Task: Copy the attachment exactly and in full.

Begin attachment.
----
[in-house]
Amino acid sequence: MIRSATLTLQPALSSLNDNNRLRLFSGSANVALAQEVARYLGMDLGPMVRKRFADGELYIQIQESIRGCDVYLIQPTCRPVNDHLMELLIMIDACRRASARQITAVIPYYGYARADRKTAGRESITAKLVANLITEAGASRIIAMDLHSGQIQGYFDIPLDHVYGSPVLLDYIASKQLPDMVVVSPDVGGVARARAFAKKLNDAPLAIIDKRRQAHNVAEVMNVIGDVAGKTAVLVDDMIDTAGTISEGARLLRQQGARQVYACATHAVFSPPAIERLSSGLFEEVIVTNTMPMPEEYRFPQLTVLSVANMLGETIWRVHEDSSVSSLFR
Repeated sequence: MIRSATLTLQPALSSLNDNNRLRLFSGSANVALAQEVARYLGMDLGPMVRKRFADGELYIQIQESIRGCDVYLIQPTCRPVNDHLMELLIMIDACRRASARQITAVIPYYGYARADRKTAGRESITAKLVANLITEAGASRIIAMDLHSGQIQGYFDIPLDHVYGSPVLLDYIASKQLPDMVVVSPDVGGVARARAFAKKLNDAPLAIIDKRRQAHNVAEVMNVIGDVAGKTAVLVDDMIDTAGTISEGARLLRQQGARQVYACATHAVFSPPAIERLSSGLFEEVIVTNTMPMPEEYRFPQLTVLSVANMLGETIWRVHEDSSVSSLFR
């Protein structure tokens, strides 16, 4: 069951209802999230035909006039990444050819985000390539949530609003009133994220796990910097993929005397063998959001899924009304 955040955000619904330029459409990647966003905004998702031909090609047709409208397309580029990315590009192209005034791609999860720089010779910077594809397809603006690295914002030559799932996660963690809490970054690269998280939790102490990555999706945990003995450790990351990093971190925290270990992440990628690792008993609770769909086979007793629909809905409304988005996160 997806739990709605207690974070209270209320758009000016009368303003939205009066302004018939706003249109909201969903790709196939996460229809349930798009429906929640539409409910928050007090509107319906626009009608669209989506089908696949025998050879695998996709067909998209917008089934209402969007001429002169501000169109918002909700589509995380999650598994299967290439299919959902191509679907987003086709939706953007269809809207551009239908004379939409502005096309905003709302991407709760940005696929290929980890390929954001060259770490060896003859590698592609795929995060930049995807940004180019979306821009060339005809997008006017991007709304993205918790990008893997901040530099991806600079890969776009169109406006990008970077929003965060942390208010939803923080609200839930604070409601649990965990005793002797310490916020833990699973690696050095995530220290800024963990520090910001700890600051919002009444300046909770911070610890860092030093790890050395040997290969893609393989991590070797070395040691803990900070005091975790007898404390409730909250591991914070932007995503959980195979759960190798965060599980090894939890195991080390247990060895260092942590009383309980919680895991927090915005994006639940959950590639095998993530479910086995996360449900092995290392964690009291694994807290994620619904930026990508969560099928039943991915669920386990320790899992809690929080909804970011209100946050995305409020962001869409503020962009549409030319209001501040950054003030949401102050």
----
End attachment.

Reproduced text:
[in-house]
Amino acid sequence: MIRSATLTLQPALSSLNDNNRLRLFSGSANVALAQEVARYLGMDLGPMVRKRFADGELYIQIQESIRGCDVYLIQPTCRPVNDHLMELLIMIDACRRASARQITAVIPYYGYARADRKTAGRESITAKLVANLITEAGASRIIAMDLHSGQIQGYFDIPLDHVYGSPVLLDYIASKQLPDMVVVSPDVGGVARARAFAKKLNDAPLAIIDKRRQAHNVAEVMNVIGDVAGKTAVLVDDMIDTAGTISEGARLLRQQGARQVYACATHAVFSPPAIERLSSGLFEEVIVTNTMPMPEEYRFPQLTVLSVANMLGETIWRVHEDSSVSSLFR
Repeated sequence: MIRSATLTLQPALSSLNDNNRLRLFSGSANVALAQEVARYLGMDLGPMVRKRFADGELYIQIQESIRGCDVYLIQPTCRPVNDHLMELLIMIDACRRASARQITAVIPYYGYARADRKTAGRESITAKLVANLITEAGASRIIAMDLHSGQIQGYFDIPLDHVYGSPVLLDYIASKQLPDMVVVSPDVGGVARARAFAKKLNDAPLAIIDKRRQAHNVAEVMNVIGDVAGKTAVLVDDMIDTAGTISEGARLLRQQGARQVYACATHAVFSPPAIERLSSGLFEEVIVTNTMPMPEEYRFPQLTVLSVANMLGETIWRVHEDSSVSSLFR
């Protein structure tokens, strides 16, 4: 069951209802999230035909006039990444050819985000390539949530609003009133994220796990910097993929005397063998959001899924009304 955040955000619904330029459409990647966003905004998702031909090609047709409208397309580029990315590009192209005034791609999860720089010779910077594809397809603006690295914002030559799932996660963690809490970054690269998280939790102490990555999706945990003995450790990351990093971190925290270990992440990628690792008993609770769909086979007793629909809905409304988005996160 997806739990709605207690974070209270209320758009000016009368303003939205009066302004018939706003249109909201969903790709196939996460229809349930798009429906929640539409409910928050007090509107319906626009009608669209989506089908696949025998050879695998996709067909998209917008089934209402969007001429002169501000169109918002909700589509995380999650598994299967290439299919959902191509679907987003086709939706953007269809809207551009239908004379939409502005096309905003709302991407709760940005696929290929980890390929954001060259770490060896003859590698592609795929995060930049995807940004180019979306821009060339005809997008006017991007709304993205918790990008893997901040530099991806600079890969776009169109406006990008970077929003965060942390208010939803923080609200839930604070409601649990965990005793002797310490916020833990699973690696050095995530220290800024963990520090910001700890600051919002009444300046909770911070610890860092030093790890050395040997290969893609393989991590070797070395040691803990900070005091975790007898404390409730909250591991914070932007995503959980195979759960190798965060599980090894939890195991080390247990060895260092942590009383309980919680895991927090915005994006639940959950590639095998993530479910086995996360449900092995290392964690009291694994807290994620619904930026990508969560099928039943991915669920386990320790899992809690929080909804970011209100946050995305409020962001869409503020962009549409030319209001501040950054003030949401102050």